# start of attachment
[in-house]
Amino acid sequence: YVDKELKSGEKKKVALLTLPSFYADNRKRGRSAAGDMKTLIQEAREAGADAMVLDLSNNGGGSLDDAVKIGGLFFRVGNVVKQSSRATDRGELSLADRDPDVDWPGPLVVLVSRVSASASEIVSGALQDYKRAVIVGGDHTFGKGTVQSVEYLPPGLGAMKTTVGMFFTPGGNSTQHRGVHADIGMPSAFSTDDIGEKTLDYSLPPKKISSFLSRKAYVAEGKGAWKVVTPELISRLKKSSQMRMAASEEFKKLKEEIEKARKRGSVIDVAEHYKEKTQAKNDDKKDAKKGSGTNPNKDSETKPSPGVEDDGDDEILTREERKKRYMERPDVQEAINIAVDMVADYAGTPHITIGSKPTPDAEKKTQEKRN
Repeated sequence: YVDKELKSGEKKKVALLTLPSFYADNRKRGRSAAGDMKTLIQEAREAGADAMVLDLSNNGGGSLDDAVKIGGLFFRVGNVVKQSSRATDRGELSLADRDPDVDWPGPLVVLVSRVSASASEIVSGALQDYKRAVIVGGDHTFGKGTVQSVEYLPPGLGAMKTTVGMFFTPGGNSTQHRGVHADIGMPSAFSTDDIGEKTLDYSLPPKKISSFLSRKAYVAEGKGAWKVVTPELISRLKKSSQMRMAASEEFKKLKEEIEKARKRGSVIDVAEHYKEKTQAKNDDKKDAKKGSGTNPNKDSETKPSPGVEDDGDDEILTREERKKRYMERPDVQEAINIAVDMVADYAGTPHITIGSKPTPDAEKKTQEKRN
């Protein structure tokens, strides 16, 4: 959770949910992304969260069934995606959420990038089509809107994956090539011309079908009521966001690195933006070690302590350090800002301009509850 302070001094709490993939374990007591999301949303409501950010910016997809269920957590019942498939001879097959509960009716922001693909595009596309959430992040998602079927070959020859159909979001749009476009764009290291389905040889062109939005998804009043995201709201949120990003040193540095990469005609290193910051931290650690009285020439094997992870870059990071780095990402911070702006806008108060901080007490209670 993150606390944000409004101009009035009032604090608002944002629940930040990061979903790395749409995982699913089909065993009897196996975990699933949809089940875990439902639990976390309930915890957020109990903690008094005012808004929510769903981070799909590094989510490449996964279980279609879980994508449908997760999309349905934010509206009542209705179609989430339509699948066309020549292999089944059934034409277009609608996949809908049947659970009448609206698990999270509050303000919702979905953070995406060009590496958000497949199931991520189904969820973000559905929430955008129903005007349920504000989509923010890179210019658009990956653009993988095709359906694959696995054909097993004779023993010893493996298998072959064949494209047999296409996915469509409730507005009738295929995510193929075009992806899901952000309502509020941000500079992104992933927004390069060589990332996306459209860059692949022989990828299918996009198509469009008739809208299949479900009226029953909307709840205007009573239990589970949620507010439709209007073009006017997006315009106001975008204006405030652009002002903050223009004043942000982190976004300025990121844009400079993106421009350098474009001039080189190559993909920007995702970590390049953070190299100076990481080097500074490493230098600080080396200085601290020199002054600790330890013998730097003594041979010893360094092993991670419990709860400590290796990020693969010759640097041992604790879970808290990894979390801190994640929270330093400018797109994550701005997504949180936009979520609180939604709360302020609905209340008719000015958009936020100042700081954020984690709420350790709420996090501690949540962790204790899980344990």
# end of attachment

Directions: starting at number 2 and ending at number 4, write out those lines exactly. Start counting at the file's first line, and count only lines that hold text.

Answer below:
Amino acid sequence: YVDKELKSGEKKKVALLTLPSFYADNRKRGRSAAGDMKTLIQEAREAGADAMVLDLSNNGGGSLDDAVKIGGLFFRVGNVVKQSSRATDRGELSLADRDPDVDWPGPLVVLVSRVSASASEIVSGALQDYKRAVIVGGDHTFGKGTVQSVEYLPPGLGAMKTTVGMFFTPGGNSTQHRGVHADIGMPSAFSTDDIGEKTLDYSLPPKKISSFLSRKAYVAEGKGAWKVVTPELISRLKKSSQMRMAASEEFKKLKEEIEKARKRGSVIDVAEHYKEKTQAKNDDKKDAKKGSGTNPNKDSETKPSPGVEDDGDDEILTREERKKRYMERPDVQEAINIAVDMVADYAGTPHITIGSKPTPDAEKKTQEKRN
Repeated sequence: YVDKELKSGEKKKVALLTLPSFYADNRKRGRSAAGDMKTLIQEAREAGADAMVLDLSNNGGGSLDDAVKIGGLFFRVGNVVKQSSRATDRGELSLADRDPDVDWPGPLVVLVSRVSASASEIVSGALQDYKRAVIVGGDHTFGKGTVQSVEYLPPGLGAMKTTVGMFFTPGGNSTQHRGVHADIGMPSAFSTDDIGEKTLDYSLPPKKISSFLSRKAYVAEGKGAWKVVTPELISRLKKSSQMRMAASEEFKKLKEEIEKARKRGSVIDVAEHYKEKTQAKNDDKKDAKKGSGTNPNKDSETKPSPGVEDDGDDEILTREERKKRYMERPDVQEAINIAVDMVADYAGTPHITIGSKPTPDAEKKTQEKRN
């Protein structure tokens, strides 16, 4: 959770949910992304969260069934995606959420990038089509809107994956090539011309079908009521966001690195933006070690302590350090800002301009509850 302070001094709490993939374990007591999301949303409501950010910016997809269920957590019942498939001879097959509960009716922001693909595009596309959430992040998602079927070959020859159909979001749009476009764009290291389905040889062109939005998804009043995201709201949120990003040193540095990469005609290193910051931290650690009285020439094997992870870059990071780095990402911070702006806008108060901080007490209670 993150606390944000409004101009009035009032604090608002944002629940930040990061979903790395749409995982699913089909065993009897196996975990699933949809089940875990439902639990976390309930915890957020109990903690008094005012808004929510769903981070799909590094989510490449996964279980279609879980994508449908997760999309349905934010509206009542209705179609989430339509699948066309020549292999089944059934034409277009609608996949809908049947659970009448609206698990999270509050303000919702979905953070995406060009590496958000497949199931991520189904969820973000559905929430955008129903005007349920504000989509923010890179210019658009990956653009993988095709359906694959696995054909097993004779023993010893493996298998072959064949494209047999296409996915469509409730507005009738295929995510193929075009992806899901952000309502509020941000500079992104992933927004390069060589990332996306459209860059692949022989990828299918996009198509469009008739809208299949479900009226029953909307709840205007009573239990589970949620507010439709209007073009006017997006315009106001975008204006405030652009002002903050223009004043942000982190976004300025990121844009400079993106421009350098474009001039080189190559993909920007995702970590390049953070190299100076990481080097500074490493230098600080080396200085601290020199002054600790330890013998730097003594041979010893360094092993991670419990709860400590290796990020693969010759640097041992604790879970808290990894979390801190994640929270330093400018797109994550701005997504949180936009979520609180939604709360302020609905209340008719000015958009936020100042700081954020984690709420350790709420996090501690949540962790204790899980344990």